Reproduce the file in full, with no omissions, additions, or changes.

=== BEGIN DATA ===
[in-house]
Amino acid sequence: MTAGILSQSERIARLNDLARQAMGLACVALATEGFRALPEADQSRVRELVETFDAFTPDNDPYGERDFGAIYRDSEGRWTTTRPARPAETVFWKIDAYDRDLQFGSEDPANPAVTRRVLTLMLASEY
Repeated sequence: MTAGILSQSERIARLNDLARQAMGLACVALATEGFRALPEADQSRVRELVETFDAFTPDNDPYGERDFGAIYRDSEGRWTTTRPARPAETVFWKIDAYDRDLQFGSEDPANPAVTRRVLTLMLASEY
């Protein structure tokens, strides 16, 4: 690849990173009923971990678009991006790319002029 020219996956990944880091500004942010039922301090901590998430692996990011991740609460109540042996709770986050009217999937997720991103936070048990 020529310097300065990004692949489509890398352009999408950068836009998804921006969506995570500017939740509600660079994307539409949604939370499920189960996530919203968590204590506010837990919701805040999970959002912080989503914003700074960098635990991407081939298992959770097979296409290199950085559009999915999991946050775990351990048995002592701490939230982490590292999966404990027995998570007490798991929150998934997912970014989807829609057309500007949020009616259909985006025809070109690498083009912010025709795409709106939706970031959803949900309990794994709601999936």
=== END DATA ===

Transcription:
[in-house]
Amino acid sequence: MTAGILSQSERIARLNDLARQAMGLACVALATEGFRALPEADQSRVRELVETFDAFTPDNDPYGERDFGAIYRDSEGRWTTTRPARPAETVFWKIDAYDRDLQFGSEDPANPAVTRRVLTLMLASEY
Repeated sequence: MTAGILSQSERIARLNDLARQAMGLACVALATEGFRALPEADQSRVRELVETFDAFTPDNDPYGERDFGAIYRDSEGRWTTTRPARPAETVFWKIDAYDRDLQFGSEDPANPAVTRRVLTLMLASEY
């Protein structure tokens, strides 16, 4: 690849990173009923971990678009991006790319002029 020219996956990944880091500004942010039922301090901590998430692996990011991740609460109540042996709770986050009217999937997720991103936070048990 020529310097300065990004692949489509890398352009999408950068836009998804921006969506995570500017939740509600660079994307539409949604939370499920189960996530919203968590204590506010837990919701805040999970959002912080989503914003700074960098635990991407081939298992959770097979296409290199950085559009999915999991946050775990351990048995002592701490939230982490590292999966404990027995998570007490798991929150998934997912970014989807829609057309500007949020009616259909985006025809070109690498083009912010025709795409709106939706970031959803949900309990794994709601999936």